It's been a classic month of adapt-or-perish in the technodrome. Just when I feared the arena of technology was getting dull, the corporate equivalent of Survivor pops up to keep me entranced.
Stories by Ric Shreves
After last month's column on cross-platform software applications, I received a variety of comments from my more vocal friends and associates. The Mac mob gave me a hearty "welcome back to the fold" slap on the back (unspoken subtext: "we KNEW you'd be back..."). Windows users seemed almost cavalier in their attitude towards losing yet another user to the Mac mob (unspoken subtext: "You never really were one of us anyway..."). The Linuxtistas simply shrugged and said: "Dude, why don't you just switch to Linux, you're already halfway there!" (unspoken subtext: "It's inevitable-give in."). The more objective in the crowd simply said: "Oh you switched? So which one is better?"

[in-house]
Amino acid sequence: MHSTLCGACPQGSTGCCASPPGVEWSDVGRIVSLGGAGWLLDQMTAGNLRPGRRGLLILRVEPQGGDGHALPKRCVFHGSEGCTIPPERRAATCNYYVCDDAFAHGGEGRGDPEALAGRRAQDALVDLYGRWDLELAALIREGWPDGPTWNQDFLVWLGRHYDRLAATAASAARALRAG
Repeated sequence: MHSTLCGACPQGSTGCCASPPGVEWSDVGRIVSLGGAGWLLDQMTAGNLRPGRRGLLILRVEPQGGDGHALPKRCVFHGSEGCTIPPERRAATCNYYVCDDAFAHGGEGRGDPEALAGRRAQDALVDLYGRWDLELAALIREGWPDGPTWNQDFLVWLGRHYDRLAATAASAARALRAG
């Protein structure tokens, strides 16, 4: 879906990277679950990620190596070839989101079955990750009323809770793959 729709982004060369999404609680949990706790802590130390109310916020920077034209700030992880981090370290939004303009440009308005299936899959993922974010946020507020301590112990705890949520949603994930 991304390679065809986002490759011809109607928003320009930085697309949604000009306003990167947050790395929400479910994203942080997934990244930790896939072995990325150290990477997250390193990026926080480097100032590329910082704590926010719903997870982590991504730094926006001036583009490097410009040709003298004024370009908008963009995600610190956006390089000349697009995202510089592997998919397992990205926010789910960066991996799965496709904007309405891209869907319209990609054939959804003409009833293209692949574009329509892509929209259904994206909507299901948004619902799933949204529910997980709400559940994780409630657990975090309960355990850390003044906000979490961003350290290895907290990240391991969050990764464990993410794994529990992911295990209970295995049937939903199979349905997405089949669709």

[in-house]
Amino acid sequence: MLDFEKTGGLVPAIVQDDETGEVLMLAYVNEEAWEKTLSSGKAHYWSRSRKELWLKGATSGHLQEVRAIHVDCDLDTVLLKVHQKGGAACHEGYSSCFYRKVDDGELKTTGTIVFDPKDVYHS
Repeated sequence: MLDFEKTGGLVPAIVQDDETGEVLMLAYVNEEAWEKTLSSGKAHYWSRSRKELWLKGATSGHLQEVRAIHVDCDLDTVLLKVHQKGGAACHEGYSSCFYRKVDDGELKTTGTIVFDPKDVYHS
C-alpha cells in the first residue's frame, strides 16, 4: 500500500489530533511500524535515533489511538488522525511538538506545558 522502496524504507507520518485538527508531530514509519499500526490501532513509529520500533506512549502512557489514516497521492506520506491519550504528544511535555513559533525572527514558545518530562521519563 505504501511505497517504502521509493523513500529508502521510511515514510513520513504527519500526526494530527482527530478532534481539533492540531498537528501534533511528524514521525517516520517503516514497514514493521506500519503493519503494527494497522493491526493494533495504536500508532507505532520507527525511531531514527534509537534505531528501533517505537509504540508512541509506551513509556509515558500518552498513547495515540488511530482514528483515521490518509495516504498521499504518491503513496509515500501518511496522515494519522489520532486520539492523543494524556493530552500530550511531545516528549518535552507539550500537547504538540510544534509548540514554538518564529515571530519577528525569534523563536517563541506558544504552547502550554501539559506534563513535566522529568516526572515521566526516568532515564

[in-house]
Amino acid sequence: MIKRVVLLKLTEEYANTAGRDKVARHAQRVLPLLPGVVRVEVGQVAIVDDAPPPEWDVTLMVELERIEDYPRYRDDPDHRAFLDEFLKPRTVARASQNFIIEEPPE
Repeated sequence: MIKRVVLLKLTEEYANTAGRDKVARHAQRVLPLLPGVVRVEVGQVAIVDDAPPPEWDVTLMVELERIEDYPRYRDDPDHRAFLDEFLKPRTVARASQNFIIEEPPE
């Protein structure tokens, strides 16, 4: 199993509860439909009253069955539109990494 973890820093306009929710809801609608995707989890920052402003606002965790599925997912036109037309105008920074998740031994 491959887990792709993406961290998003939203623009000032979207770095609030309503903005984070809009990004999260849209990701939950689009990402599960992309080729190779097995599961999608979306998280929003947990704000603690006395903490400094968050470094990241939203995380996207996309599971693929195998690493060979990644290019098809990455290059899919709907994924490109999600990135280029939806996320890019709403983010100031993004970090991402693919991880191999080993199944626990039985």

Platform dominance is the pat explanation often given for Microsoft's steel-like grip on the throat of today's enterprise IT. After all, if you control the technology from the Web browsers on their desktops down to the OS on their servers, there's not a lot of room for competitors to slip in and stake out territory of any size. Given the strength of the approach, it's no surprise to see Oracle, Sun Microsystems and Red Hat now trying to imbue their firms' with a similar vertical coherence.